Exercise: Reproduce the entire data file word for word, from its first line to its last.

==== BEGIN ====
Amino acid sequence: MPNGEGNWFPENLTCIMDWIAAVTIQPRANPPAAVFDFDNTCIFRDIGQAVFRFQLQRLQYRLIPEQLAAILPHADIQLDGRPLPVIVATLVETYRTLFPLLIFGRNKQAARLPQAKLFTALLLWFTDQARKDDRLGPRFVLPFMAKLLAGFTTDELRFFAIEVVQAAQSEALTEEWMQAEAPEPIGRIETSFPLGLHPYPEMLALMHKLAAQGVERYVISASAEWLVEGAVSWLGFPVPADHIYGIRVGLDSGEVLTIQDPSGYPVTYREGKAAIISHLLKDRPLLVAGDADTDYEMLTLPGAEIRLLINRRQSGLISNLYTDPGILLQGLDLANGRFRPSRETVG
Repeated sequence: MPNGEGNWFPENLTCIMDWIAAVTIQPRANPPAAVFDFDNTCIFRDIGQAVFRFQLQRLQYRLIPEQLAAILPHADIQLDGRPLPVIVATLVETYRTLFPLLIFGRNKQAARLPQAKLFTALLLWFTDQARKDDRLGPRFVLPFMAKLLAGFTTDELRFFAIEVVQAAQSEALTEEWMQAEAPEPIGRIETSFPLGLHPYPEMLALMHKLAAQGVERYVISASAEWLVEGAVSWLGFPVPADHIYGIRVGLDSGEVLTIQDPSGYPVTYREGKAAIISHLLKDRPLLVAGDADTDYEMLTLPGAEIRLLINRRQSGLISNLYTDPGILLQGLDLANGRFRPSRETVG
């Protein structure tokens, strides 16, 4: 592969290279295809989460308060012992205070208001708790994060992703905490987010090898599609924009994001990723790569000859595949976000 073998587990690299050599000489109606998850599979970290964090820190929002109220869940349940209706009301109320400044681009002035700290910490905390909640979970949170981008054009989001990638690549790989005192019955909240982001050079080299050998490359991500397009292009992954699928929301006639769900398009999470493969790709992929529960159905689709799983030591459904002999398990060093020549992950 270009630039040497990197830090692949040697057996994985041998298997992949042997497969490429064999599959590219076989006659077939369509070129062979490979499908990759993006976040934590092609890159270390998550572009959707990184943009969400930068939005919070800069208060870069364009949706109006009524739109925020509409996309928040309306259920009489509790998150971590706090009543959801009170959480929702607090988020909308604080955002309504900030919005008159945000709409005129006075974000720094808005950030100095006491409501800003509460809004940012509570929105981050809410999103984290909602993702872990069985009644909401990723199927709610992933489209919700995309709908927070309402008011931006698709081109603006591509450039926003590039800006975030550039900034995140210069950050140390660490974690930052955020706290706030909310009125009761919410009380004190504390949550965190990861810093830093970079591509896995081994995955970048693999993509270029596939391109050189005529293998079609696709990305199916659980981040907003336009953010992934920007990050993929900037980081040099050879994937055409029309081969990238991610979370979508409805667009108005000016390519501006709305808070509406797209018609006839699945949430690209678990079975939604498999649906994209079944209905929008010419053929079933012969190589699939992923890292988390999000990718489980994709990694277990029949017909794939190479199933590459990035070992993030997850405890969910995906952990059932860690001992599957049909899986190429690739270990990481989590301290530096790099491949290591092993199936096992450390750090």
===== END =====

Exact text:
Amino acid sequence: MPNGEGNWFPENLTCIMDWIAAVTIQPRANPPAAVFDFDNTCIFRDIGQAVFRFQLQRLQYRLIPEQLAAILPHADIQLDGRPLPVIVATLVETYRTLFPLLIFGRNKQAARLPQAKLFTALLLWFTDQARKDDRLGPRFVLPFMAKLLAGFTTDELRFFAIEVVQAAQSEALTEEWMQAEAPEPIGRIETSFPLGLHPYPEMLALMHKLAAQGVERYVISASAEWLVEGAVSWLGFPVPADHIYGIRVGLDSGEVLTIQDPSGYPVTYREGKAAIISHLLKDRPLLVAGDADTDYEMLTLPGAEIRLLINRRQSGLISNLYTDPGILLQGLDLANGRFRPSRETVG
Repeated sequence: MPNGEGNWFPENLTCIMDWIAAVTIQPRANPPAAVFDFDNTCIFRDIGQAVFRFQLQRLQYRLIPEQLAAILPHADIQLDGRPLPVIVATLVETYRTLFPLLIFGRNKQAARLPQAKLFTALLLWFTDQARKDDRLGPRFVLPFMAKLLAGFTTDELRFFAIEVVQAAQSEALTEEWMQAEAPEPIGRIETSFPLGLHPYPEMLALMHKLAAQGVERYVISASAEWLVEGAVSWLGFPVPADHIYGIRVGLDSGEVLTIQDPSGYPVTYREGKAAIISHLLKDRPLLVAGDADTDYEMLTLPGAEIRLLINRRQSGLISNLYTDPGILLQGLDLANGRFRPSRETVG
């Protein structure tokens, strides 16, 4: 592969290279295809989460308060012992205070208001708790994060992703905490987010090898599609924009994001990723790569000859595949976000 073998587990690299050599000489109606998850599979970290964090820190929002109220869940349940209706009301109320400044681009002035700290910490905390909640979970949170981008054009989001990638690549790989005192019955909240982001050079080299050998490359991500397009292009992954699928929301006639769900398009999470493969790709992929529960159905689709799983030591459904002999398990060093020549992950 270009630039040497990197830090692949040697057996994985041998298997992949042997497969490429064999599959590219076989006659077939369509070129062979490979499908990759993006976040934590092609890159270390998550572009959707990184943009969400930068939005919070800069208060870069364009949706109006009524739109925020509409996309928040309306259920009489509790998150971590706090009543959801009170959480929702607090988020909308604080955002309504900030919005008159945000709409005129006075974000720094808005950030100095006491409501800003509460809004940012509570929105981050809410999103984290909602993702872990069985009644909401990723199927709610992933489209919700995309709908927070309402008011931006698709081109603006591509450039926003590039800006975030550039900034995140210069950050140390660490974690930052955020706290706030909310009125009761919410009380004190504390949550965190990861810093830093970079591509896995081994995955970048693999993509270029596939391109050189005529293998079609696709990305199916659980981040907003336009953010992934920007990050993929900037980081040099050879994937055409029309081969990238991610979370979508409805667009108005000016390519501006709305808070509406797209018609006839699945949430690209678990079975939604498999649906994209079944209905929008010419053929079933012969190589699939992923890292988390999000990718489980994709990694277990029949017909794939190479199933590459990035070992993030997850405890969910995906952990059932860690001992599957049909899986190429690739270990990481989590301290530096790099491949290591092993199936096992450390750090």